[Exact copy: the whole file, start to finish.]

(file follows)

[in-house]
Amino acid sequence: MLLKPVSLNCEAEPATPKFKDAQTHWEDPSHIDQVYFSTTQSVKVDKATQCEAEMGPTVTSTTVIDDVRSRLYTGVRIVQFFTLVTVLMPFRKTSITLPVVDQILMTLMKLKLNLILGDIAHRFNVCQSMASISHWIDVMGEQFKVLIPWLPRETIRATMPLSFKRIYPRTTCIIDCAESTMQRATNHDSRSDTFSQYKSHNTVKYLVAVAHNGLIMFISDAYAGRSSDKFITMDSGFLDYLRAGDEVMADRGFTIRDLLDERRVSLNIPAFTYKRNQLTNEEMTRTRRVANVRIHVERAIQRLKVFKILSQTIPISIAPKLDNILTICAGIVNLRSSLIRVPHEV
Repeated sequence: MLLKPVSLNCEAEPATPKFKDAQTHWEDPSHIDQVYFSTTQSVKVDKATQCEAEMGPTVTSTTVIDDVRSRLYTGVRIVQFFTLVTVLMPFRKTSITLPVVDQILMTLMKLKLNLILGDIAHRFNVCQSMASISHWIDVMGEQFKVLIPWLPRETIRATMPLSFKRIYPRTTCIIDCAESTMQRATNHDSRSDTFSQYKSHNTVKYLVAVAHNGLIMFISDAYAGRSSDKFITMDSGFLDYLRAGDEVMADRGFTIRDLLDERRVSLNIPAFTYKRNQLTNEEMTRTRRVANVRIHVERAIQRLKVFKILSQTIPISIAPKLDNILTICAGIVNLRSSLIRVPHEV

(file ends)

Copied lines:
[in-house]
Amino acid sequence: MLLKPVSLNCEAEPATPKFKDAQTHWEDPSHIDQVYFSTTQSVKVDKATQCEAEMGPTVTSTTVIDDVRSRLYTGVRIVQFFTLVTVLMPFRKTSITLPVVDQILMTLMKLKLNLILGDIAHRFNVCQSMASISHWIDVMGEQFKVLIPWLPRETIRATMPLSFKRIYPRTTCIIDCAESTMQRATNHDSRSDTFSQYKSHNTVKYLVAVAHNGLIMFISDAYAGRSSDKFITMDSGFLDYLRAGDEVMADRGFTIRDLLDERRVSLNIPAFTYKRNQLTNEEMTRTRRVANVRIHVERAIQRLKVFKILSQTIPISIAPKLDNILTICAGIVNLRSSLIRVPHEV
Repeated sequence: MLLKPVSLNCEAEPATPKFKDAQTHWEDPSHIDQVYFSTTQSVKVDKATQCEAEMGPTVTSTTVIDDVRSRLYTGVRIVQFFTLVTVLMPFRKTSITLPVVDQILMTLMKLKLNLILGDIAHRFNVCQSMASISHWIDVMGEQFKVLIPWLPRETIRATMPLSFKRIYPRTTCIIDCAESTMQRATNHDSRSDTFSQYKSHNTVKYLVAVAHNGLIMFISDAYAGRSSDKFITMDSGFLDYLRAGDEVMADRGFTIRDLLDERRVSLNIPAFTYKRNQLTNEEMTRTRRVANVRIHVERAIQRLKVFKILSQTIPISIAPKLDNILTICAGIVNLRSSLIRVPHEV